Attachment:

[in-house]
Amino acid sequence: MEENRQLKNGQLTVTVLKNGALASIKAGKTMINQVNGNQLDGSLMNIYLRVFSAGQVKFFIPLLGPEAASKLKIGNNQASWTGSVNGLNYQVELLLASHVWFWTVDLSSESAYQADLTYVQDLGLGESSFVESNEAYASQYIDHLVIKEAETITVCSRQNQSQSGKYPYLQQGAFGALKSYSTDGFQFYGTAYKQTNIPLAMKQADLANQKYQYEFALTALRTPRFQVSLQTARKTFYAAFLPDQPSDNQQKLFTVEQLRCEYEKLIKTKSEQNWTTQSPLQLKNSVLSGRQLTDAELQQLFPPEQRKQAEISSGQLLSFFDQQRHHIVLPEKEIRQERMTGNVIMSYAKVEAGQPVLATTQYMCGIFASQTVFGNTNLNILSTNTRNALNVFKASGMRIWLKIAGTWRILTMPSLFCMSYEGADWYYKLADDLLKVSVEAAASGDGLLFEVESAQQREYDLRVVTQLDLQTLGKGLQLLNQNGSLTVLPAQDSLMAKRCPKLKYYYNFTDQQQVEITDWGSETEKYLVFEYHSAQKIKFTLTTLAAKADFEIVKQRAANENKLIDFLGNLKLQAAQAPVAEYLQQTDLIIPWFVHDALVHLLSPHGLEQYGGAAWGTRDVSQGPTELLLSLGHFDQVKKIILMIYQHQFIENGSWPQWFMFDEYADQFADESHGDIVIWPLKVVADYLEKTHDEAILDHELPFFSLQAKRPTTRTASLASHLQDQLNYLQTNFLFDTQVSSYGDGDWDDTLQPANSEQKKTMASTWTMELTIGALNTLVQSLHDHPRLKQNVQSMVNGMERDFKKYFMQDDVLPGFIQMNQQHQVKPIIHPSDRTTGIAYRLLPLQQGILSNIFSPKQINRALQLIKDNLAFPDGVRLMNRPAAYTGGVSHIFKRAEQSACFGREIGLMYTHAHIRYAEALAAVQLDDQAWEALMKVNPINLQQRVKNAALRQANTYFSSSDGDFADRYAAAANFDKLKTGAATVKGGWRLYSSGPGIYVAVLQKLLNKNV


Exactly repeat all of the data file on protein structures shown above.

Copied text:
[in-house]
Amino acid sequence: MEENRQLKNGQLTVTVLKNGALASIKAGKTMINQVNGNQLDGSLMNIYLRVFSAGQVKFFIPLLGPEAASKLKIGNNQASWTGSVNGLNYQVELLLASHVWFWTVDLSSESAYQADLTYVQDLGLGESSFVESNEAYASQYIDHLVIKEAETITVCSRQNQSQSGKYPYLQQGAFGALKSYSTDGFQFYGTAYKQTNIPLAMKQADLANQKYQYEFALTALRTPRFQVSLQTARKTFYAAFLPDQPSDNQQKLFTVEQLRCEYEKLIKTKSEQNWTTQSPLQLKNSVLSGRQLTDAELQQLFPPEQRKQAEISSGQLLSFFDQQRHHIVLPEKEIRQERMTGNVIMSYAKVEAGQPVLATTQYMCGIFASQTVFGNTNLNILSTNTRNALNVFKASGMRIWLKIAGTWRILTMPSLFCMSYEGADWYYKLADDLLKVSVEAAASGDGLLFEVESAQQREYDLRVVTQLDLQTLGKGLQLLNQNGSLTVLPAQDSLMAKRCPKLKYYYNFTDQQQVEITDWGSETEKYLVFEYHSAQKIKFTLTTLAAKADFEIVKQRAANENKLIDFLGNLKLQAAQAPVAEYLQQTDLIIPWFVHDALVHLLSPHGLEQYGGAAWGTRDVSQGPTELLLSLGHFDQVKKIILMIYQHQFIENGSWPQWFMFDEYADQFADESHGDIVIWPLKVVADYLEKTHDEAILDHELPFFSLQAKRPTTRTASLASHLQDQLNYLQTNFLFDTQVSSYGDGDWDDTLQPANSEQKKTMASTWTMELTIGALNTLVQSLHDHPRLKQNVQSMVNGMERDFKKYFMQDDVLPGFIQMNQQHQVKPIIHPSDRTTGIAYRLLPLQQGILSNIFSPKQINRALQLIKDNLAFPDGVRLMNRPAAYTGGVSHIFKRAEQSACFGREIGLMYTHAHIRYAEALAAVQLDDQAWEALMKVNPINLQQRVKNAALRQANTYFSSSDGDFADRYAAAANFDKLKTGAATVKGGWRLYSSGPGIYVAVLQKLLNKNV